If Samson revealed a life that failed to live up to his calling, Micah represents a life of misguided religion. He’s a great illustration of Pascal’s concept of a God-shaped vacuum in our lives. Although Pascal is often paraphrased as saying, “There is a God-shaped hole in every human heart,” that’s not really accurate. His actual statement in Pensees (which was a collection of his notes on a variety of subjects first published in 1670, eight years after his death) was:
“What else does this craving, and this helplessness, proclaim but that there was once in man a true happiness, of which all that now remains is the empty print and trace?
This he tries in vain to fill with everything around him, seeking in things that are not there the help he cannot find in those that are, though none can help, since this infinite abyss can be filled only with an infinite and immutable object; in other words by God himself.” (Quoted from Penses, Penguin Books, 1966)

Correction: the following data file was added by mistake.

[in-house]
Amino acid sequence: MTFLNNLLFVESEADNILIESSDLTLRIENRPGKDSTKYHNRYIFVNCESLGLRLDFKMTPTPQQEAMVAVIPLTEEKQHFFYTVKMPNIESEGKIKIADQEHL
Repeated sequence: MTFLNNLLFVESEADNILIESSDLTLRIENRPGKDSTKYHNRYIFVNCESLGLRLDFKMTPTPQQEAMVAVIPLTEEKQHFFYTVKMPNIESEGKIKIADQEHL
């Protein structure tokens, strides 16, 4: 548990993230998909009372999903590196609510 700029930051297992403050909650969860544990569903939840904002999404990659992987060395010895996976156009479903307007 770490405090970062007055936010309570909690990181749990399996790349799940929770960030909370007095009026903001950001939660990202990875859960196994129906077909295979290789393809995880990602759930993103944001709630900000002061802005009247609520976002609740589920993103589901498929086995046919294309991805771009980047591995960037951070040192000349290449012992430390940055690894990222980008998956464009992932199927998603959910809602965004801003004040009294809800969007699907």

Micah knows this sense of an infinite abyss. He first tries to fill it with money, stealing silver from his mother. When that fails to satisfy and results in her cursing him, without knowing it was him, he returns the silver. His mother, equally ignorant of the God of Israel and His law, takes a portion of the silver to create molded and sculpted images for her son to worship. That obviously doesn’t satisfy either as he first appoints one of his own sons and then finally hires a wandering Levite to serve as his priest. He’s search, desperately it seems, for a relationship with God, but he’s looking for God’s love in all the wrong places.
Does that sound familiar? I can’t be too harsh in judging Micah’s idolatry because I know that I’ve tried to create my own gods, or find my own way to reach the One True God, as well.
I’m so thankful that it wasn’t up to me to mold a god in my image and it wasn’t up to me to find the True God. He found me. For reasons I can’t comprehend, He chose to reveal Himself to me and continues to show me more and more of His character, His love, and His mercy every single day.